Food photography is vital to your blog and we are here to help you improve your skills! Here are 5 simple food photography tips to take your photos from boring to beautiful!
Hello! My name is Abbey. I am the author, food stylist, and photographer at my blog, The Butter Half, the world’s punniest food blog, and the founder of Tastemaker Conference! And today I am sharing 5 simple food photography tips.
Styling and shooting food is one of those passions that I didn’t know existed until recently, and I feel like it is my calling in life. So, I want to share the love and help you on your journey to creating beautiful and mouth-watering images of your own to take your brand and business to new heights.
Let’s get to it, shall we?
5 Simple Food Photography Tips
1. Set up the photo in the frame as you want it to look when it’s complete. That means, NO EXCESS CROPPING. Like, let’s all get shirts that say, “Can’t crop this.” Okay? Frame it correctly the first time around and then it will keep its quality and structure.
2. Shoot in natural light, or high quality artificial light. I’ve found the best time of day in my house is between 12-2 pm to shoot in the natural light. It’s bright and not overly harsh. It’s also a great idea to use a scrim on your window should you have direct light coming in that is making unfriendly hot spots and overexposing anything. An old white bed sheet, or thin white curtain will do the trick. Overcast and cloudy days are also a lovely time to shoot next to a window. Gives it that moody, angsty feel. (This is also a good time to turn on Alanis and eat your feelings.)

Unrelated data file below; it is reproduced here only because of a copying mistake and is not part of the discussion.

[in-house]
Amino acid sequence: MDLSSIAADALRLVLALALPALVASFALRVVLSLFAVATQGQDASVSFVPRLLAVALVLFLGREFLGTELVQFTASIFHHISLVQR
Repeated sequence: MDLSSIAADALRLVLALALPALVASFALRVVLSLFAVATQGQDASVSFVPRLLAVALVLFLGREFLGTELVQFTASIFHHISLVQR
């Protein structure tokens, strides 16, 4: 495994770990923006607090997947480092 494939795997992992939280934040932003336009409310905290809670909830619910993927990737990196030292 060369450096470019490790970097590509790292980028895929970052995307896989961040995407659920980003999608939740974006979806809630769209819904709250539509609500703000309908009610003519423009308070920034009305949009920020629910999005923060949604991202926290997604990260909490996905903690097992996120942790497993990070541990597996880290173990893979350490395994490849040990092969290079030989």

3. Use the photo grid on your screen. Your DSLR should have one in the viewfinder, or your camera phone. I have an iPhone, which takes amazing photos. One of the most important things to do is turn on the grid by going to Settings > Photos & Camera > Grid (slide on). This way you can center your photos perfectly and be more aware of using the rule of thirds when composing your shots. What’s the rule of thirds? It’s the way we frame and capture photos. Don’t be afraid to use negative space (keep the top or bottom blank) or make sure things are centered in the middle.
4. Shoot from overhead or at 45-degree angle. This is just my personal preference, but I think flat lay angles and pull-back shots look best with the most visual impact. Play around with the scale depending on the story you are trying to tell– shoot from higher above to include the entire scene if it’s a cozy lunch with friends. Get closer if there are beautiful details on the food that must to be seen.
5. Add a human touch. Food photos feel more relatable and personal when there is some human interaction in the photo. Delicately place you hand in the bottom of the frame, reaching for a napkin or utensil.
Were these tips useful? At Tastemaker Conference, you will leave with the know-how to create and edit beautiful images of your own! Don’t forget to enter your email here for your photography tutorial freebie!
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